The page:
A new study is pointing to interrupted sleep patterns as one possible cause for migraines. The research was reported this week to the American Headache Society’s 52nd Annual Scientific Meeting by scientists at Missouri State University’s Center for Biomedical & Life Sciences.
Paul L. Dunham, Ph.D. and his team at Missouri State University’s Center for Biomedical & Life Sciences sought to understand the mechanisms by which sleep disturbance increases the risk of migraine and may even trigger migraine.
“Previous clinical data support a relationship between sleep quality and migraine,” said Dr. Durham, “so we used an established model of sleep deprivation to measure levels of proteins that lower the activation threshold of peripheral and central nerves involved in pain transmission during migraine. We found that REM sleep deprivation caused increased expression of the proteins p38, PKA, and P2X3, which are known to play an important role in initiating and sustaining chronic pain.”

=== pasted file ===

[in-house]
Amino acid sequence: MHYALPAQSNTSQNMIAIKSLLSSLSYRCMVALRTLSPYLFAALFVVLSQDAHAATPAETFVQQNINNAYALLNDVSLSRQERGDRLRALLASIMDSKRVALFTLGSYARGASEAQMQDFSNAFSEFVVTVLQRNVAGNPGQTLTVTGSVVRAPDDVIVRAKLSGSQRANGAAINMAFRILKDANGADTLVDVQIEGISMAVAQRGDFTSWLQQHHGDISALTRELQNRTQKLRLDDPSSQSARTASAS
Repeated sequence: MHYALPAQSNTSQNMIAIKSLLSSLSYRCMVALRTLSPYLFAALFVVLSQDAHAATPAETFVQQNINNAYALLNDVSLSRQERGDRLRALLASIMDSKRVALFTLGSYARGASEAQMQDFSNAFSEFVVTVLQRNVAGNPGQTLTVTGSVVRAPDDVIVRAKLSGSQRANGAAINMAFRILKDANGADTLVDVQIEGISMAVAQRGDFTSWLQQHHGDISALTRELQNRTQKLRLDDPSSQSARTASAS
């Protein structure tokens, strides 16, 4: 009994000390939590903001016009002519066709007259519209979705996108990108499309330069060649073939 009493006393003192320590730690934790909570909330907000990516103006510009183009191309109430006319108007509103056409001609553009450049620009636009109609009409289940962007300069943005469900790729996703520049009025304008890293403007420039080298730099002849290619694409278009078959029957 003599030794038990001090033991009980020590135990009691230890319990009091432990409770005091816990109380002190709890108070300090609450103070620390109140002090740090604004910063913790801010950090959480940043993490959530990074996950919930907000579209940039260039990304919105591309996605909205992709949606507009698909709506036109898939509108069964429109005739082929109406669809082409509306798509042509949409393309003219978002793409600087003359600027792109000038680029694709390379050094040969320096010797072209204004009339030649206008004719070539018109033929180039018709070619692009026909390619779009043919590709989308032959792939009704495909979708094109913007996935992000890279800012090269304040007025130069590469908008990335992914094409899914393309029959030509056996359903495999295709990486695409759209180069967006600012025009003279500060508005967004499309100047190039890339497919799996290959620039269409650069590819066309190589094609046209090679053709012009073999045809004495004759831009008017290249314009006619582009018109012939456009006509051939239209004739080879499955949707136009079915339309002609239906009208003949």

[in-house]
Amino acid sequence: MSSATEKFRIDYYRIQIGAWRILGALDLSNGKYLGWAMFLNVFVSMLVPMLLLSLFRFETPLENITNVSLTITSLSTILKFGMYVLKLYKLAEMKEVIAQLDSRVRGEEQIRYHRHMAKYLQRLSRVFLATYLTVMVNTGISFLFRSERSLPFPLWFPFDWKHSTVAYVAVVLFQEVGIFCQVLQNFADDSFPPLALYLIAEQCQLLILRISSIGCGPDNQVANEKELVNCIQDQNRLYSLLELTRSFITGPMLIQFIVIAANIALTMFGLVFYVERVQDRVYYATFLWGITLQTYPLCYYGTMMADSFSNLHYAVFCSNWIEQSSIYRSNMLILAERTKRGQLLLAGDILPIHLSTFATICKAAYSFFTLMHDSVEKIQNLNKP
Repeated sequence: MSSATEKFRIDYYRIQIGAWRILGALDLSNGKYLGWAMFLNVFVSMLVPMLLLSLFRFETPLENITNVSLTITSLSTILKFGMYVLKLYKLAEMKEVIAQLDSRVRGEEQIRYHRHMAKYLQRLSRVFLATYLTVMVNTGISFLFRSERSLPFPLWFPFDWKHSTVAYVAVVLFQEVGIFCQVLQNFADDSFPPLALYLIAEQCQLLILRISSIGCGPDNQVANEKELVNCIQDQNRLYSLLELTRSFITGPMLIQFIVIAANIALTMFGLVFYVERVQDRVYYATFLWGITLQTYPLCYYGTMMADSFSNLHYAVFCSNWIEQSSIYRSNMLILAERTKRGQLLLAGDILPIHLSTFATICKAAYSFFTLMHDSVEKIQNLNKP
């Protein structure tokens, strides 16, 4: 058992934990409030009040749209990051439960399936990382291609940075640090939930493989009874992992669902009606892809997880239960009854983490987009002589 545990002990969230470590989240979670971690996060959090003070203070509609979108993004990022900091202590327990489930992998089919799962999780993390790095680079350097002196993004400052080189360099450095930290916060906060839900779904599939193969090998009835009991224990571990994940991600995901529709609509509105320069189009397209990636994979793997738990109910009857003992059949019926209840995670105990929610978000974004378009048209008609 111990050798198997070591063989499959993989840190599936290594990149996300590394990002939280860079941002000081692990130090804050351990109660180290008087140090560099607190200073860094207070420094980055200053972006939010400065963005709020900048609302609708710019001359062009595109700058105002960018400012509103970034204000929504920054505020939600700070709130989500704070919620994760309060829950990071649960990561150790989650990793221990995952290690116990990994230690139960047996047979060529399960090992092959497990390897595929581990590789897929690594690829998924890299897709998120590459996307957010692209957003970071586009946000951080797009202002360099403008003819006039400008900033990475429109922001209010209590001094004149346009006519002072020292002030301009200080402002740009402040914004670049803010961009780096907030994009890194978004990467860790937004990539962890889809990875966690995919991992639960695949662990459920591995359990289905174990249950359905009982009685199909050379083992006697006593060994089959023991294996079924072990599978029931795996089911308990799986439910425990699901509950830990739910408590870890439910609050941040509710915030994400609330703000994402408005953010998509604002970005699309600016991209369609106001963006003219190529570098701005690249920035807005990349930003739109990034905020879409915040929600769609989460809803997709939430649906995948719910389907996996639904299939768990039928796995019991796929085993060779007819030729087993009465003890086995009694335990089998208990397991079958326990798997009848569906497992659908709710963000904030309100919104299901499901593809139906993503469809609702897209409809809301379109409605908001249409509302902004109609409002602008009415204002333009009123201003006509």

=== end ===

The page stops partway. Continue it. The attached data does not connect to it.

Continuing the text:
“So little is known about the biological mechanisms that underlie how certain factors trigger a migraine attack,” said David Dodick, M.D., president of the AHS. “This is important work and this Missouri State team should be applauded for beginning to shed light on an area desperately in need of investigation.”